After the win Texas accepted an invitation to play in the Holiday Bowl against No. 8 Oregon.
In the bowl game, Oregon took a 14-point lead after the first quarter, but Texas struck back with 21 points in the second. Oregon tied the game in the third quarter at 21, but Oregon outscored Texas 14-9 in the fourth to win the game 35-30.
Simms threw four interceptions and no touchdowns. The fourth pick came late in the game after Oregon quarterback Joey Harrington (no relation to the author, but that is a pretty sweet name), mishandled a handoff that led to a turnover. Texas took over with a chance to win the game, but Simms threw a pick to seal the game for Oregon.
The main Mack Brown complaint after that game? It was that the coach couldn’t get over the nine-win mark. This was a pretty big change from a few years earlier when from 1986-1997 Texas had gone over nine wins just twice.
The loss to Oregon prevented Texas from finishing in the AP top 10 final poll for the first time since 1983. The bowl game loss was Texas’ ninth in 12 tries, and now Brown was 1-for-2 in bowls at Texas.
The 2000 season saw the end of Hodges Mitchell’s Texas career, which sadly ended early in the bowl game when suffered a knee injury. Mitchell finished with 1,118 yards with eight touchdowns. He left Texas the 11th all-time leading rusher in two years as a starter.
Johnson’s and Williams’ impact was felt immediately. They caught 41 and 40 passes for a combined 11 touchdowns in their freshmen seasons. Williams’ 809 receiving yards is the most for a Texas freshman. Johnson’ 698 yards is second most in freshman history. Williams’ 96-yard touchdown against Oklahoma State is the longest receiving touchdown for a Texas freshman and one of the longest for a freshman in NCAA history.
The offensive line was also outstanding. Being anchored by Leonard Davis, the line featured three future NFL players in Davis, Mike Williams and Derrick Dockery. Davis and Williams weren’t just draft picks, they were top five NFL Draft picks.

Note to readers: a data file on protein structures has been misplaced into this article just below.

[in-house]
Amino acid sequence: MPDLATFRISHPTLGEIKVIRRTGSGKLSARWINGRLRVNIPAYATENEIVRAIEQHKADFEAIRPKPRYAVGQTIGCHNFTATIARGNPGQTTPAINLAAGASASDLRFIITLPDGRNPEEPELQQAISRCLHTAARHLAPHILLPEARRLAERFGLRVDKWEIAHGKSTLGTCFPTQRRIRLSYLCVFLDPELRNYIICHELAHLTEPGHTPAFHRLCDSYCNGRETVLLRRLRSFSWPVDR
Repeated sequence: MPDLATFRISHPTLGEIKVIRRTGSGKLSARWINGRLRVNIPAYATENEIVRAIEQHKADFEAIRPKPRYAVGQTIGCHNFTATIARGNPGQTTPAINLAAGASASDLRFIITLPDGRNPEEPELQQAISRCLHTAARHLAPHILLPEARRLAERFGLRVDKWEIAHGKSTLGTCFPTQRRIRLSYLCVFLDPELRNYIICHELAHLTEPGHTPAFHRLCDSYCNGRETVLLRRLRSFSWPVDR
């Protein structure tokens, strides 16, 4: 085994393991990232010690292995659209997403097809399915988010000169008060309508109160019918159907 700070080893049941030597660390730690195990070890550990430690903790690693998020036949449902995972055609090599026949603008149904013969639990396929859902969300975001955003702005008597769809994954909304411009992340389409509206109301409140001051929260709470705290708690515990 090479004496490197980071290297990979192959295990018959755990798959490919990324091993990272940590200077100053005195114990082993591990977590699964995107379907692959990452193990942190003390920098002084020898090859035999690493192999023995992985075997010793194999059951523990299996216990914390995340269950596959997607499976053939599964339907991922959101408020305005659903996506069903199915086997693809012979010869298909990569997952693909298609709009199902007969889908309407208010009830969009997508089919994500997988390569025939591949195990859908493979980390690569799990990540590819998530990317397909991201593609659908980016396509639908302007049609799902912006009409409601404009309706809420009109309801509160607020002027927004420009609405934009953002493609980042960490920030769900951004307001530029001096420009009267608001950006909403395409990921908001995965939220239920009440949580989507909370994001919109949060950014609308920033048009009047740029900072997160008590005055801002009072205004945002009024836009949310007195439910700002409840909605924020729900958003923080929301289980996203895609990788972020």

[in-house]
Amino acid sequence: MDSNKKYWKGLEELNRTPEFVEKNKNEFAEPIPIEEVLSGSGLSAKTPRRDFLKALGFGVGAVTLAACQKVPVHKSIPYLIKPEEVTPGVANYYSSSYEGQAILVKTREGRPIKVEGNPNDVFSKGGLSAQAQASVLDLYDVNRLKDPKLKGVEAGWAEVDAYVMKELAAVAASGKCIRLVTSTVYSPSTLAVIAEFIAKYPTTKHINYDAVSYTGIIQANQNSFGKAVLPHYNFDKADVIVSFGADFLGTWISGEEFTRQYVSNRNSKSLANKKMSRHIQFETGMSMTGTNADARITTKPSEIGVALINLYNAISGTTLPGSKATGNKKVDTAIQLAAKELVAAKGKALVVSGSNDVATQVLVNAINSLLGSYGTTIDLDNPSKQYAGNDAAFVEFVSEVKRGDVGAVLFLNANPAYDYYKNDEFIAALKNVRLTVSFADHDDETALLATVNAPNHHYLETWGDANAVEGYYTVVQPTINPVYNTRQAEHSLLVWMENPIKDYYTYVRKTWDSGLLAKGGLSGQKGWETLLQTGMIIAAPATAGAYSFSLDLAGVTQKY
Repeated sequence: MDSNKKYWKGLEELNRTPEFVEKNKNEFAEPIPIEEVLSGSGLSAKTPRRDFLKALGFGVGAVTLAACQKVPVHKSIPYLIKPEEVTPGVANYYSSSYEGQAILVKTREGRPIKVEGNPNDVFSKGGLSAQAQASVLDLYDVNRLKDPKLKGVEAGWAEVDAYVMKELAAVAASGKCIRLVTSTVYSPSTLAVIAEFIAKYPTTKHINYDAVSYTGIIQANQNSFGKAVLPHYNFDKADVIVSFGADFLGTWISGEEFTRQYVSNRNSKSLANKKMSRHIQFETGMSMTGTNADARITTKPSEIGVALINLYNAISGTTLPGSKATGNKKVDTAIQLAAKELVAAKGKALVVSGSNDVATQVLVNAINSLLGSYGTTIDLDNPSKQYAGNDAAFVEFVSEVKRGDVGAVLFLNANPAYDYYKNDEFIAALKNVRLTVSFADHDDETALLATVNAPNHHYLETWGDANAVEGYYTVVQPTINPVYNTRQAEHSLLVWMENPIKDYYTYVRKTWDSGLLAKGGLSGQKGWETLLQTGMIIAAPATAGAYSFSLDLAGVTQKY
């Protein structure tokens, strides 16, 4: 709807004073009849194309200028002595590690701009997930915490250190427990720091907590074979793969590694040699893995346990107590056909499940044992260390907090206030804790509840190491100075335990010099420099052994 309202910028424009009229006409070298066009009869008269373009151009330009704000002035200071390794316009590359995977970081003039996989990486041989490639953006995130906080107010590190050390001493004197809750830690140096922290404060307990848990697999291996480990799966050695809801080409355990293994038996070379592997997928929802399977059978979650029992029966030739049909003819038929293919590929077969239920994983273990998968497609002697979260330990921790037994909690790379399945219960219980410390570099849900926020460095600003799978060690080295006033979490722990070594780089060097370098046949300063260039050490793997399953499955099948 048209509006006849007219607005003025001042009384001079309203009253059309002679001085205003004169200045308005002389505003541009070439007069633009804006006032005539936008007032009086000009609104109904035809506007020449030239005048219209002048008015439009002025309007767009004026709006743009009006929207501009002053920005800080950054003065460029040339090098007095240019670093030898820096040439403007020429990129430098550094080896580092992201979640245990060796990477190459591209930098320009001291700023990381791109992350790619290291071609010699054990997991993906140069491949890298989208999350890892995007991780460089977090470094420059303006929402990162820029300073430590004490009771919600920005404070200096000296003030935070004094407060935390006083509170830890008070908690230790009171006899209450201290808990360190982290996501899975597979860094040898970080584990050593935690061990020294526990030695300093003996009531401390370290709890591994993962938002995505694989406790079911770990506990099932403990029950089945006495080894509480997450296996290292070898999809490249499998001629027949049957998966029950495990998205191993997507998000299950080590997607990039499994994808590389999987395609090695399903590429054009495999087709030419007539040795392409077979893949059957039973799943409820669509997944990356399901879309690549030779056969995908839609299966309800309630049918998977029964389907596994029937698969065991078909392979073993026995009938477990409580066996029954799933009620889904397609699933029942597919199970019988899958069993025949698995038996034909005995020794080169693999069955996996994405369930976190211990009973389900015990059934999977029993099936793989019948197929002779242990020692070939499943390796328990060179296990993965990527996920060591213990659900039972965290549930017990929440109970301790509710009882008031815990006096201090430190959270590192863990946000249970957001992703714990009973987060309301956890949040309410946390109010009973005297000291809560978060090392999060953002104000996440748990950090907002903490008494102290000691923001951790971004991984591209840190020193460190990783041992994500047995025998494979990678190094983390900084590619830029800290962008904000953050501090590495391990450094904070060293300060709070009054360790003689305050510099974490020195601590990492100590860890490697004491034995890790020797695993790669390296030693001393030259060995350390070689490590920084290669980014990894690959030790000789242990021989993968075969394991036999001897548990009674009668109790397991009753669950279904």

Defensively, Texas’ line has probably never been better, with Hampton and Rogers in the middle and Cory Redding and Kalen Thornton at the ends with Marcus Tubbs getting snaps.
The defensive backfield featured Quentin Jammer (another top-five draft pick), Rod Babers, Greg Brown and Dakarai Pearson with Vasher getting some plays.
OK, maybe the nine-win thing was legit in 2000?
In the 2001 NFL Draft Davis and Hampton became the first Longhorn pair to be drafted in the first round since 1991 when Stanley Richard and Stan Thomas were taken. Rogers was drafted in the second round.
Hampton, who recorded 78 tackles his senior season, is, if you ask any Pittsburgh Steelers fan, a future NFL Hall of Famer and one of the greatest nose tackles to ever play football. He won two Super Bowls, was a five time Pro Bowler and is a member of the Steelers– of the Steel Curtain fame– All-Time Team that includes Mean Joe Greene and Jack Lambert.
Hampton was named Big 12 Defensive Player of the Year in 2000 and was a consensus All-American for the second year in a row.
Despite losing a lot of talent, Texas was stocked with talent to survive the player loses, but two players were coming back, Simms and Applewhite, and the quarterback debate was returning.
And, oh yeah, another talented recruiting class was coming to Texas.